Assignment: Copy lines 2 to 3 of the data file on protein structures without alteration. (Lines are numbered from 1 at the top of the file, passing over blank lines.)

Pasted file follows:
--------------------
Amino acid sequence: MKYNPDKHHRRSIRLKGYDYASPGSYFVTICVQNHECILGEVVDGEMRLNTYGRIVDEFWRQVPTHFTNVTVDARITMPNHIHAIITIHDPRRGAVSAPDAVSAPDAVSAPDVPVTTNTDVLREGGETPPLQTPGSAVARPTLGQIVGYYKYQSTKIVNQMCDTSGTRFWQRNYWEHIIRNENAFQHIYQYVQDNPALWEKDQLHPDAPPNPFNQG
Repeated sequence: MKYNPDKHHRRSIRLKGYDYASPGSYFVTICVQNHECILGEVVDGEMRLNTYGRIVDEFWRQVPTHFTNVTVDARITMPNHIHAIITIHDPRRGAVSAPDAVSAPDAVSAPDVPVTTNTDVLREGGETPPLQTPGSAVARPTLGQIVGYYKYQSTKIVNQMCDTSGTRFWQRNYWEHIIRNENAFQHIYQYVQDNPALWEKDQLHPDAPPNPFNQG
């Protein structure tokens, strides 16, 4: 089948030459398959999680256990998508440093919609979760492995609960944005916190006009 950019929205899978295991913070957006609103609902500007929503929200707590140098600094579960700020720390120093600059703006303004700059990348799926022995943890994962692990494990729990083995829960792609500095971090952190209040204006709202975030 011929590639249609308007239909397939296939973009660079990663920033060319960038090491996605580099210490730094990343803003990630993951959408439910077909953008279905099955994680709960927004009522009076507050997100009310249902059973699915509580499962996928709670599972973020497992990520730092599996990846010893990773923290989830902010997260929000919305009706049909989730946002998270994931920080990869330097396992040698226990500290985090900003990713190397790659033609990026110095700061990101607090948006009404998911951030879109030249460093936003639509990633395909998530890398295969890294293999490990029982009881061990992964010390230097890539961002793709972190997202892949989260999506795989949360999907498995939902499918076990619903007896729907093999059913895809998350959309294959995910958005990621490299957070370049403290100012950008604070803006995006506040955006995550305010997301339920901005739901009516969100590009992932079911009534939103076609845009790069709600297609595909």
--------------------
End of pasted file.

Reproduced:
Repeated sequence: MKYNPDKHHRRSIRLKGYDYASPGSYFVTICVQNHECILGEVVDGEMRLNTYGRIVDEFWRQVPTHFTNVTVDARITMPNHIHAIITIHDPRRGAVSAPDAVSAPDAVSAPDVPVTTNTDVLREGGETPPLQTPGSAVARPTLGQIVGYYKYQSTKIVNQMCDTSGTRFWQRNYWEHIIRNENAFQHIYQYVQDNPALWEKDQLHPDAPPNPFNQG
């Protein structure tokens, strides 16, 4: 089948030459398959999680256990998508440093919609979760492995609960944005916190006009 950019929205899978295991913070957006609103609902500007929503929200707590140098600094579960700020720390120093600059703006303004700059990348799926022995943890994962692990494990729990083995829960792609500095971090952190209040204006709202975030 011929590639249609308007239909397939296939973009660079990663920033060319960038090491996605580099210490730094990343803003990630993951959408439910077909953008279905099955994680709960927004009522009076507050997100009310249902059973699915509580499962996928709670599972973020497992990520730092599996990846010893990773923290989830902010997260929000919305009706049909989730946002998270994931920080990869330097396992040698226990500290985090900003990713190397790659033609990026110095700061990101607090948006009404998911951030879109030249460093936003639509990633395909998530890398295969890294293999490990029982009881061990992964010390230097890539961002793709972190997202892949989260999506795989949360999907498995939902499918076990619903007896729907093999059913895809998350959309294959995910958005990621490299957070370049403290100012950008604070803006995006506040955006995550305010997301339920901005739901009516969100590009992932079911009534939103076609845009790069709600297609595909």